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Dying to Shoot Tornadoes

By Alex Sosnowski, Expert Senior Meteorologist
Apr 14, 2012; 2:01 PM ETIn this May 19, 2010, photo taken near Kingfisher, Okla., storm chasers and spectator vehicles clog the road and shoulder of Highway 81. According to the Associated Press, the subculture of chasing has gone mainstream in recent years, thanks to digital cameras and mobile radar. And it's getting more dangerous. Highways are increasingly clogged with chasers trying to beat each other in a risky race to capture the storms, and some have even been killed. (AP Photo/Sue Ogrocki)

In the wake of the tragedy in Indiana during the filming of a tornado and at times scores of chasers filming mother nature's big show: Are people crossing the line of safety as a tornado and thunderstorms approach?

According to CNN, a husband and wife were filming an approaching tornado just prior to the storm striking their home on March 2, 2012, near Henryville, Ind. There was every indication that they had plenty of time to seek shelter.

As an organization dedicated to saving lives and property, our hearts at AccuWeather.com go out to those killed, injured and left homeless by storms.

However, we as part of the meteorological community continue to notice incident after incident in which people unnecessarily put themselves in harm's way.

Four people were injured by lightning last week during softball practice at Seymour, Ind. Late last week, a hot air balloon pilot died as his craft was drawn into a thunderstorm.

There seems to be a feeling among most people that "it won't happen to me."
It may be a case of something similar to being so hooked on a TV show that you can't look away and face the reality that the storm may be heading right for you.

For others it may be just the urge to get the video on the internet and enjoy your few minutes of fame... "Look, that's my video!"

Lightning Kills
Tornadoes are produced by thunderstorms. Like the name implies, thunderstorms produce lightning.
There is no reliable way to predict exactly where lighting will strike.
Essentially, if you are standing in your yard, in a doorway or along side your car filming the storm, you are at risk for being struck by lightning.

In this Wednesday, May 19, 2010, photo, Andy Cottingham, of Dallas, stops on the side of the road near Burmah, Okla., to take pictures of a tornado-producing storm. Storm chasers are drawn from all over to Oklahoma in hopes of spotting a tornado. (AP Photo/Sue Ogrocki)

Even a storm that is miles away poses some risk. According to the National Lightning Safety Institute, the record distance for a cloud flash is 118 miles and occurred the Dallas-Ft. Worth area.
According to the National Weather Service, on average, there are nearly 60 lightning strike fatalities and 300 injuries in the United States each year.

While there has been some evidence to suggest that hair standing on end is a sign of the beginning stages of the lightning strike, there is no guarantee the discharge (actual strike) will occur in your area. And, there is often no such warning of a lightning strike about to occur. If you hear thunder, it is time to seek shelter.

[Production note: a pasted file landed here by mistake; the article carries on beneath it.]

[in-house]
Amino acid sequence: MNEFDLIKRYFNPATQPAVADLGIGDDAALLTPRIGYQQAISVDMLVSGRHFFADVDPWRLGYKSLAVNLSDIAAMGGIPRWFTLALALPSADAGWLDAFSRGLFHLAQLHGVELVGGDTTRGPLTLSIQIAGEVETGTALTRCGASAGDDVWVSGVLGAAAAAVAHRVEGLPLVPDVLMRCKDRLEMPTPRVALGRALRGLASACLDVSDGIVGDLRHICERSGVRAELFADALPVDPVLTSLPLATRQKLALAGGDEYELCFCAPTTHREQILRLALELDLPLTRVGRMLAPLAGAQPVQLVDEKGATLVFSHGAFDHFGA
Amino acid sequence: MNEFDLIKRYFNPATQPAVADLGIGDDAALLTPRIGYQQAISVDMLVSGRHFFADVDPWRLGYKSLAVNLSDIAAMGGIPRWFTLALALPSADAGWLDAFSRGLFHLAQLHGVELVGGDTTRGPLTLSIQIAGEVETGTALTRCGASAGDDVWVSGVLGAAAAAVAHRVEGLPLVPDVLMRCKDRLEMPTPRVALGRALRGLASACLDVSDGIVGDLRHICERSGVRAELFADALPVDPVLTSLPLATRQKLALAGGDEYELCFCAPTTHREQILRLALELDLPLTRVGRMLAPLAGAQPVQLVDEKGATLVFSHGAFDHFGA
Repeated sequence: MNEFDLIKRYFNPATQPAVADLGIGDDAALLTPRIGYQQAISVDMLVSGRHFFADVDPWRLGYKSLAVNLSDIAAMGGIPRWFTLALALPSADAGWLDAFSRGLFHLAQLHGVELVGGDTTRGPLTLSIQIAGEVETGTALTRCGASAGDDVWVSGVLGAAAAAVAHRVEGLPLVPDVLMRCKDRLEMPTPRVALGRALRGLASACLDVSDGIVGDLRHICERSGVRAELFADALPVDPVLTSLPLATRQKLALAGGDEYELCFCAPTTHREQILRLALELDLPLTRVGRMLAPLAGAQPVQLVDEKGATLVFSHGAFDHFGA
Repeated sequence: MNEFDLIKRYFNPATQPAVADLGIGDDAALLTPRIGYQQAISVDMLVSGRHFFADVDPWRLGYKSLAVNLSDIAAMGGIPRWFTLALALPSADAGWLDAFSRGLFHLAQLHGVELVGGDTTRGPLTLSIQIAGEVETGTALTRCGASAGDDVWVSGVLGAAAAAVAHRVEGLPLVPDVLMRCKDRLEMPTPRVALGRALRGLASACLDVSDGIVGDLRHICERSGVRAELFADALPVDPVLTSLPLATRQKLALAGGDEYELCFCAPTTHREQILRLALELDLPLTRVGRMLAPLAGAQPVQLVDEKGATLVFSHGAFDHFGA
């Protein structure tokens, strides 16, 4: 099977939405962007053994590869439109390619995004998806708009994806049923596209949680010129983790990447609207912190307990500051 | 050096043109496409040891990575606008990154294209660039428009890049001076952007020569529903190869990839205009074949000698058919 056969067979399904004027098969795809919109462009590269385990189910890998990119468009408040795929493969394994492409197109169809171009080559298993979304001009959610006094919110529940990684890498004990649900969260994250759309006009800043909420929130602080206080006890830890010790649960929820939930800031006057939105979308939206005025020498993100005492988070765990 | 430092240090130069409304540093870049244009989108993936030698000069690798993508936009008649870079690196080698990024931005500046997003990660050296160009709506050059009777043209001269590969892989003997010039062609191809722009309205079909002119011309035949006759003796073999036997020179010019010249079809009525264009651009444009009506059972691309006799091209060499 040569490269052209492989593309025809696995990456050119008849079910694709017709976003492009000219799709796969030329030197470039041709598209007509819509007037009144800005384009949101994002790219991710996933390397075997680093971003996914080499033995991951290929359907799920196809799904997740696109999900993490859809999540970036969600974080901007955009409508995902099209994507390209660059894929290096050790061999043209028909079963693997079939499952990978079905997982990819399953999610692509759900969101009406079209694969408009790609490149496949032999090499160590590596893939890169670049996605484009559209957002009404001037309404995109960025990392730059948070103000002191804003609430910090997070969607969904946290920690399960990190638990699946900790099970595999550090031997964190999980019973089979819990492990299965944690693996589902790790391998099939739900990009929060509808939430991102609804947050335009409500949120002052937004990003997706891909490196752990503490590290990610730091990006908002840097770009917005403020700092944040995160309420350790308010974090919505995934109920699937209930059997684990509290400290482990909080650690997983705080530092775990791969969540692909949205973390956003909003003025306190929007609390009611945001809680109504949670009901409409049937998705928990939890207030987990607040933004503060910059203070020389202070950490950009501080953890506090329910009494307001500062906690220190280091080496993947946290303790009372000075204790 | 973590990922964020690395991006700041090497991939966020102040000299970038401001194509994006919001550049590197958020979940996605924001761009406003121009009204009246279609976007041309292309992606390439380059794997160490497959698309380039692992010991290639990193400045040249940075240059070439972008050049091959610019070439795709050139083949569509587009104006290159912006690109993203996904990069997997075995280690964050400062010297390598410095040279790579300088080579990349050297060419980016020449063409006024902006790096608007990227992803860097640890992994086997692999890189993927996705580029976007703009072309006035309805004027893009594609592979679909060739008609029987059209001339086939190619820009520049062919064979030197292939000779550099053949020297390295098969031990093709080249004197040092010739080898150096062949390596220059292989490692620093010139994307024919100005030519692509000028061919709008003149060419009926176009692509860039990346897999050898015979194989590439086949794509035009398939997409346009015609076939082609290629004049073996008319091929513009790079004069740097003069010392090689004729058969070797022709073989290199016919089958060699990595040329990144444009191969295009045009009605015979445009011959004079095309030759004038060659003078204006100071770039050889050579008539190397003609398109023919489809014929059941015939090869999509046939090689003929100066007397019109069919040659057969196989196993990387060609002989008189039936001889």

According to veteran storm chaser and Senior Vice President/Chief Innovation Executive of AccuWeather Enterprise Solutions, Mike Smith, "You put yourself in mortal danger by being outside attempting to photograph a tornado rather than seeking shelter."

Generally, if you see threatening clouds in your area and/or a tornado or severe thunderstorm warning has been issued for your location, your priority should be to round up loved ones and seek shelter.
"The vast majority of tornadoes are not easy to see. The May 2011 Joplin tornado was completely invisible along its path of destruction," Smith said.

We value your tornado pics, but we value your life more. Please take shelter during dangerous situations this weekend.

Debris and small projectiles can be propelled well away from a tornado. If you are out in the open, you could be struck by the objects.

Scores of videos and photographs have been taken of thunderstorms and tornadoes. As a result, most people in today's world have a good idea of what one looks like without your shot.
"Videos shown on documentaries covering specific tornadoes are sometimes swapped with more photogenic, non-related storms," Smith stated.

Some tornadoes move along at speeds of 40 mph or higher.

There is the possibility that the time taken up by your video shoot could make the difference between escaping the storm unscathed and dying.

If violent storms are in your neighborhood, all of us here at AccuWeather.com want you to get out of harm's way, instead of shooting the storm. Leave storm chasing and spotting to the experts.

Smith added, "If a person wants to see a tornado, the best and safest way is to sign up with a reputable storm tour company."

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